Prior to bidding, Futakamba had told farmers that the main cause for quality decline was failure by farmers to abide by storage requirements .The other, according to the CBT representative was failure to control, adequately, diseases and pests affecting plants. Yet the other equally necessity is field sanitation.

    "Farmers who are fond of harvesting cashewnut through choking or poking by sticks should avoid the practice since doing so results in immature nuts falling off prematurely ."He explained," Kernels should not be disturbed from where they are. They should be allowed to remain on mother tree until they drop down.”

    DC Mboni told the audience that the austerity measures she had personally initiated to ban sale of cashewnuts to unscrupulous buyers across the border had been successful. "We have today, a cashew farmer from Kenya who came all the way from neighbouring Kenya to sell a consignment of 800 kgs. at the auction.”

    Analysts say as more buyers show up at auctions, there is likelihood of more farmers joining   the bandwagon - that is the cashew industry - opening up more acrages in the process. Presently, the area planted with cashew in the district stands at 11,734 hectares.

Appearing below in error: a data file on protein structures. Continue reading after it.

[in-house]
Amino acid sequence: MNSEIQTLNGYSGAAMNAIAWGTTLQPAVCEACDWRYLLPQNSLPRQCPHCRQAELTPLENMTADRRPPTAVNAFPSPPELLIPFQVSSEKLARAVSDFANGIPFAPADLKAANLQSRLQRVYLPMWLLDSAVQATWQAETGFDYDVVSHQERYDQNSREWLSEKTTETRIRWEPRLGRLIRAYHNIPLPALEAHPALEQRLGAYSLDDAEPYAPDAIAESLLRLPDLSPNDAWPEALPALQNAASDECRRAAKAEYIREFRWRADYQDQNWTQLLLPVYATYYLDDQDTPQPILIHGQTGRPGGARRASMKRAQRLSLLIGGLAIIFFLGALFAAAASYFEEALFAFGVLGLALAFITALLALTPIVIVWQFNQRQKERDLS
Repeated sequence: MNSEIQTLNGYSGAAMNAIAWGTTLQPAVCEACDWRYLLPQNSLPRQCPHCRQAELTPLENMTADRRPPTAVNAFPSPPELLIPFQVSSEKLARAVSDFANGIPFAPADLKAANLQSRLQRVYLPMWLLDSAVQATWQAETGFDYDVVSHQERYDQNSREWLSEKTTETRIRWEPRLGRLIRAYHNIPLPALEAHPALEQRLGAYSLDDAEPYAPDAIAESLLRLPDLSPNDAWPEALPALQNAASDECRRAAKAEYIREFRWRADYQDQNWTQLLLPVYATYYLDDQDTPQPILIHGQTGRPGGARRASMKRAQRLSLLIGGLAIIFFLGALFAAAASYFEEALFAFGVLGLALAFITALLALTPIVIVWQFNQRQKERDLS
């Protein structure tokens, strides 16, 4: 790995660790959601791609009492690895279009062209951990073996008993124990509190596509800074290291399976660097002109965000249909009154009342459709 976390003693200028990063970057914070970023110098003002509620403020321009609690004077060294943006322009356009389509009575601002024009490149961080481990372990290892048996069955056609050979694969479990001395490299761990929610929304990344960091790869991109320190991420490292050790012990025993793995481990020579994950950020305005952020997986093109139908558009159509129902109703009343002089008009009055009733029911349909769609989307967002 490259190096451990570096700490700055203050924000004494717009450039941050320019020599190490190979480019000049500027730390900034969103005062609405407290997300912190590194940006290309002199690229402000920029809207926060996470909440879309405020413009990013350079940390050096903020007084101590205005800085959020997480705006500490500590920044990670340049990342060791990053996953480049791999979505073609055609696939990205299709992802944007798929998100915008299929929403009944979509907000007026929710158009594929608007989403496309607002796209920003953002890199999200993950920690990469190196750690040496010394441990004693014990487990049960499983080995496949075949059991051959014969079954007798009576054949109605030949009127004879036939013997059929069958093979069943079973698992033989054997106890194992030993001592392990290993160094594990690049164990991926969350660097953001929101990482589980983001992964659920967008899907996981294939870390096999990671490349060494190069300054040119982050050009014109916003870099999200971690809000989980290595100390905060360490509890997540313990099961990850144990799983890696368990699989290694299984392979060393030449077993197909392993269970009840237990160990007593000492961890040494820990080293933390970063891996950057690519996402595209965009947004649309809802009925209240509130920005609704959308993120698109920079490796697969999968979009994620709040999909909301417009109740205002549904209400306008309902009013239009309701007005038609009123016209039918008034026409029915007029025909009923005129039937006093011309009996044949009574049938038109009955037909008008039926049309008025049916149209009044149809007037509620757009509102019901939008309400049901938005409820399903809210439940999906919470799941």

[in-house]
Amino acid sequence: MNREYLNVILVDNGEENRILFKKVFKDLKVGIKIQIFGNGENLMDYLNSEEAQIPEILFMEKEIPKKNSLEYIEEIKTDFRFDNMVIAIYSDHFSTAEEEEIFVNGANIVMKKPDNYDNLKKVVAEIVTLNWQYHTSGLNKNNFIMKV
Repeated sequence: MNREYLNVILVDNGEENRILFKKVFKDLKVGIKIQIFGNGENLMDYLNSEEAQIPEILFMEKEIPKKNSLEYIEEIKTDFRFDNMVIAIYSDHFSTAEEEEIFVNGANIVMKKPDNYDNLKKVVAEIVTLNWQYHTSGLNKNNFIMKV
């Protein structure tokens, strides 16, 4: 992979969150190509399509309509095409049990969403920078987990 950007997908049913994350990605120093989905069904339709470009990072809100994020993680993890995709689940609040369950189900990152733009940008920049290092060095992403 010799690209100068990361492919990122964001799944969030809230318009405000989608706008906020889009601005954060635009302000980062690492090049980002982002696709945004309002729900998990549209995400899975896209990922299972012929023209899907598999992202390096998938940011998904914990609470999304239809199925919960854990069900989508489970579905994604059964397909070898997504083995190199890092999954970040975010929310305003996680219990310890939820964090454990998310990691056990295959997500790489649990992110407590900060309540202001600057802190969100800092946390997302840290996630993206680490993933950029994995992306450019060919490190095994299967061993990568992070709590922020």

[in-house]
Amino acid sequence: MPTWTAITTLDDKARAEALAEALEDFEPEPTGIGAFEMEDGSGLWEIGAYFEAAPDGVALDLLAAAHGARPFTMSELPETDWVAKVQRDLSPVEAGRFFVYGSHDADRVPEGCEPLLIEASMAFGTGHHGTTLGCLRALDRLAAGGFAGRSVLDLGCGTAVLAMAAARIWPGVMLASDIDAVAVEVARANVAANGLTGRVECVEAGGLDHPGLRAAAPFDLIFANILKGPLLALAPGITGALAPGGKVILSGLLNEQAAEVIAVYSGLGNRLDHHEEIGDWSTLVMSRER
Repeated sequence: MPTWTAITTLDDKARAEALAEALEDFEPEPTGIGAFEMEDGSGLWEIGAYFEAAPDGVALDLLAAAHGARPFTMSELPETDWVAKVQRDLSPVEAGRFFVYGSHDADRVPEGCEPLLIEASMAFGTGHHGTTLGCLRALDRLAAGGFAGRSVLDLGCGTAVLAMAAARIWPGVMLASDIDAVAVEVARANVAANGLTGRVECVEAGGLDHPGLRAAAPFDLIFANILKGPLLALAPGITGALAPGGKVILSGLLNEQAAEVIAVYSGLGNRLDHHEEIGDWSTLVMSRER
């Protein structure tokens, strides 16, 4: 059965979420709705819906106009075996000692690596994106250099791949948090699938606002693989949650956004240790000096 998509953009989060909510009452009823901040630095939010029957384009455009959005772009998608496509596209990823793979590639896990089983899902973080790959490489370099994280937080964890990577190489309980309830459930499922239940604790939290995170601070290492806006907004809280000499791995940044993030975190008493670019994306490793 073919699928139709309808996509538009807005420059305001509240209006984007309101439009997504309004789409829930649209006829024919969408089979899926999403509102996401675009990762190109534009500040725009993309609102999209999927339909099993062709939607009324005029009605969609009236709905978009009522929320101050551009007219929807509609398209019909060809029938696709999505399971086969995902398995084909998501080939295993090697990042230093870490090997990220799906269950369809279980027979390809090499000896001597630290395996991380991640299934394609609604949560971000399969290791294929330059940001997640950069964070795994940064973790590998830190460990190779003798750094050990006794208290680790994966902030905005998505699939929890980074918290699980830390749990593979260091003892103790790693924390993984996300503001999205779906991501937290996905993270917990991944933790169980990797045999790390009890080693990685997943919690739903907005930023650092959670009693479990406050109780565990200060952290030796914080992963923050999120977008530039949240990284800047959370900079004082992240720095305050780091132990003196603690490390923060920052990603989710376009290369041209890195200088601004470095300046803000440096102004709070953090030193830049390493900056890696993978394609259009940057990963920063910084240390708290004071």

For his part, CBT’s Director-General, Mfaume Juma, who had come all the way from Mtwara, one of the cashew growing regions on the southern part of Tanzania,   accompanied by four board members, including Maokola Majogo, former cabinet minister, advised primary cooperative societies to enroll more members in their establishment so that larger consignments are stored in warehouses.

    "If intending buyers know there is enough stock of cashew nuts of good quality in warehouses, they will definitely be attracted and come for bidding, he said; adding the more the buyers, the higher the bidding and the better the price for the farmers.

    Source: The Guardian